Example learning target: Yo puedo explicar (en inglés) la diferencia entre dos formas gramaticales en el pasado -el pretérito y el imperfecto. Translation: I can explain (in English) the difference between two grammatical forms in the past - the preterite (simple past tense: I walked) and the imperfect (I had been walking).

These learning targets are granular and assess through quizzes, which students are able to re-take at any time. In addition to identifying these granular learning targets, Sarah identified four more broad overarching skills that students gain in Spanish 1 and will continue to use throughout their Spanish-language education. She calls these high-leverage skills outcomes. There are four skill outcomes in her Spanish 1 course.*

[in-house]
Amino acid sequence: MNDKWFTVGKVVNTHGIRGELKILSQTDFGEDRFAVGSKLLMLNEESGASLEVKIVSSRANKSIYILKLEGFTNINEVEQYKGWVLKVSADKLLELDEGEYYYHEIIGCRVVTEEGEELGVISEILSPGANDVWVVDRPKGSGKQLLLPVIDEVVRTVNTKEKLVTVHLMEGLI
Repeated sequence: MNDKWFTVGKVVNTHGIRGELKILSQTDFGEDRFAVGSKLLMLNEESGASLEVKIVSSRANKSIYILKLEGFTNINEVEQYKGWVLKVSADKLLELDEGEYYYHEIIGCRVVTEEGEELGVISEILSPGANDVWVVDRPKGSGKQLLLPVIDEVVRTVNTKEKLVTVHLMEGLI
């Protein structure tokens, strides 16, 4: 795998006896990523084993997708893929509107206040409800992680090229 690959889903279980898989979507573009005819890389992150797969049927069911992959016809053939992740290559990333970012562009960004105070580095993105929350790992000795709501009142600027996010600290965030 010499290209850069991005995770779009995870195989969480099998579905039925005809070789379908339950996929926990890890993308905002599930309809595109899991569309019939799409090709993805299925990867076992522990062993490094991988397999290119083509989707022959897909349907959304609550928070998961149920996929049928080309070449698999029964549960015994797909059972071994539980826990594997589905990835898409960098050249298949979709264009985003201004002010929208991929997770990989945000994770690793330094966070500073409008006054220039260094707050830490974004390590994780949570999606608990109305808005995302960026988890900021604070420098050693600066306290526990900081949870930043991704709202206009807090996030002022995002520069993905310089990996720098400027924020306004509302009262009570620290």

Example skill outcome:Yo puedo identificar y distinguir entre situaciones en las que debemos usar el pretérito versus el imperfecto con referencia al pasado.
Translation: I can identify and distinguish between situations in which we should use the preterite versus the imperfect with reference to the past.

Defining outcomes is often the first step in transforming to a full mastery/CRE practice. Sarah notes that as she has made the shift to outcomes-based learning, her curriculum hasn’t changed so far, and for the most part her teaching hasn’t shifted yet, either. What has shifted already is that students now know what they’re learning, and they know how to monitor their own progress towards mastery.

* Note: This is Sarah’s unique nomenclature for learning goals based around knowledge and skills. Other practitioners use terms such as competencies, learning goals, outcomes, learning targets, attainments, and others.